An ordinary person and a God-realised person1

[Sri Chinmoy made the following remarks after his disciples Ranjit and Unmesh told about their recent trip to India. He was inspired by some Bengali books they had offered to him.]

Dear ones, we do not have to go to India. You have brought India to us by sharing your experiences. I am very grateful to you both, very, very grateful to you.

Recently we have had two passings: Pulak’s mother and our dearer than the dearest disciple Sunil. I was inspired by the two books that you have given to me, and I would like to tell two very significant incidents. One is about death.

Shyama Charan Lahiri had three daughters. The middle one had been married at the age of sixteen to a very rich person. When she was eighteen years old she came to her parents’ place, and she developed cholera. Her case was very, very serious. Her mother, Shyama Charan Lahiri’s wife, asked her husband to cure their daughter. The husband gave some Indian medicine composed of chilli powder, mustard oil and all kinds of other things. He told his wife that, if she gave it to their daughter, the daughter would be cured.

The wife said, “My God, if something happens after I give this kind of silly preparation, then her family will blame us.” The daughter was married to such a rich person. The mother did not give the medicine, but she called in a real doctor. The following day the daughter died.

The daughter and the family were upstairs, and on the ground floor Shyama Charan Lahiri was giving a discourse on the Bhagavad Gita to a few disciples. The family members were crying and crying most pitifully, so Shyama Charan Lahiri’s students said to him, “Now can we not stop?”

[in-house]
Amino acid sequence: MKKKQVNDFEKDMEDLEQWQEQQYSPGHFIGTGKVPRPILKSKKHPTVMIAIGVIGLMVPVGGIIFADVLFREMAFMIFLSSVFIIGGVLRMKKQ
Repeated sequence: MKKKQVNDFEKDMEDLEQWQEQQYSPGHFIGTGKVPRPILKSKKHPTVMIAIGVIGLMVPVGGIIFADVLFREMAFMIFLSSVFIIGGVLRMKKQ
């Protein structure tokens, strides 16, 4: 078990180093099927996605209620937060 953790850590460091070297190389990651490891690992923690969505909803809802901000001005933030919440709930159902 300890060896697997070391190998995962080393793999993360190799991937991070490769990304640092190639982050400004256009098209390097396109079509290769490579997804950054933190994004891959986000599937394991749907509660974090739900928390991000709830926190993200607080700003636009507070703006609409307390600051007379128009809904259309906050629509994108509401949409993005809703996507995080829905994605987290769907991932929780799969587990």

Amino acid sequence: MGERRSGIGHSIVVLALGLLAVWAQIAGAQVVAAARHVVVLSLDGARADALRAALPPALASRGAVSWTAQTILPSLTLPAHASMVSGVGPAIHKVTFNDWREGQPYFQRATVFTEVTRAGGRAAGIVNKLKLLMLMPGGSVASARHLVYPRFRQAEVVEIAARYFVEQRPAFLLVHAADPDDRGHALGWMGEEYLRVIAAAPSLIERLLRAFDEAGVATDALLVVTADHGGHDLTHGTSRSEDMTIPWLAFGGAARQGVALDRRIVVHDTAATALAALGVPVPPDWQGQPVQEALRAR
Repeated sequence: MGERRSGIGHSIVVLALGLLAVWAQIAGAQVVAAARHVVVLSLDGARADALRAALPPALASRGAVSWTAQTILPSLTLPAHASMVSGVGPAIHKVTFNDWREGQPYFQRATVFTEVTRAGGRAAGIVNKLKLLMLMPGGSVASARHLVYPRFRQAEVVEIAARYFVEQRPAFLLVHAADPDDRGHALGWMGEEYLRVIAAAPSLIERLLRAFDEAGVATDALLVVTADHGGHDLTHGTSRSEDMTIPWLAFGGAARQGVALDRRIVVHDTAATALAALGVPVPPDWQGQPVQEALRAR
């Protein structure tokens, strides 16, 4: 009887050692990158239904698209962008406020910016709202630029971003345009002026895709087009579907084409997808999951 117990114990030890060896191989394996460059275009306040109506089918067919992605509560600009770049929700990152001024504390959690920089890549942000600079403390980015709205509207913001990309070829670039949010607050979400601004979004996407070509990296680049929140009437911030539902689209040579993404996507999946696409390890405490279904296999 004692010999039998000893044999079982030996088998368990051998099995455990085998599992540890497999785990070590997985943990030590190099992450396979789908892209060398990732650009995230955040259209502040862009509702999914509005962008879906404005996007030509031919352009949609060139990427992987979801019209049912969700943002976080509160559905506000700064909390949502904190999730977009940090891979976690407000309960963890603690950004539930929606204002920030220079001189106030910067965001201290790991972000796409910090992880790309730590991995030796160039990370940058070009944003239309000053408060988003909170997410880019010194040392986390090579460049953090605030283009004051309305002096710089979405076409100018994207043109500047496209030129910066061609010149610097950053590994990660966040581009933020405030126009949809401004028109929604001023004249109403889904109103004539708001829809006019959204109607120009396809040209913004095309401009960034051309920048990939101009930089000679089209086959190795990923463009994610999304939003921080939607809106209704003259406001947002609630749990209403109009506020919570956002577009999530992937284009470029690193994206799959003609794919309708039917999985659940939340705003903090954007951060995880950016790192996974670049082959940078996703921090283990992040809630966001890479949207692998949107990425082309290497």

He said, “No, we do not have to stop. Why do we have to stop? They are crying; they are doing their job. We are here praying and studying the Bhagavad Gita. We should continue to do our job.”

But his disciples pleaded with him, and finally he stopped. His brother-in-law asked him a very significant question. He felt that Lahiri Mahashay was stone-hearted. His own daughter, eighteen years old, had died. The brother-in-law asked, “What is the difference between a God-realised person and an ordinary person when their dear ones meet with death?”

Shyama Charan Lahiri said, “It is very simple. In your case, when you throw something, like a ball, against a wall, the ball again comes back to you. It bounces and comes back. For an ordinary person, when somebody dies, it is like a ball that strikes against the ground and comes back to him. But for a God-realised person, death is not like that. For us, the ground is very, very soft — full of water, clay and mud. "When we throw the ball, it stays in the ground. In your case, you suffer for a very, very long time when somebody dies in your family. In my case, as soon as my daughter died, the ball entered the ground and it did not come back. Just for a fleeting moment I suffered, not for such a long time the way you suffer.

“This is the difference. When an ordinary person’s dear one dies, the ball will come back again. But in the case of a spiritual person, a realised person, the ball stays in the ground. Then how can he suffer? The suffering lasts only for a very short time.”

This is something I have read for the first time. I got it from a book that Ranjit and Unmesh gave to me.

  1. OOP 36. 23 March 2002, P.S. 86, Jamaica, New York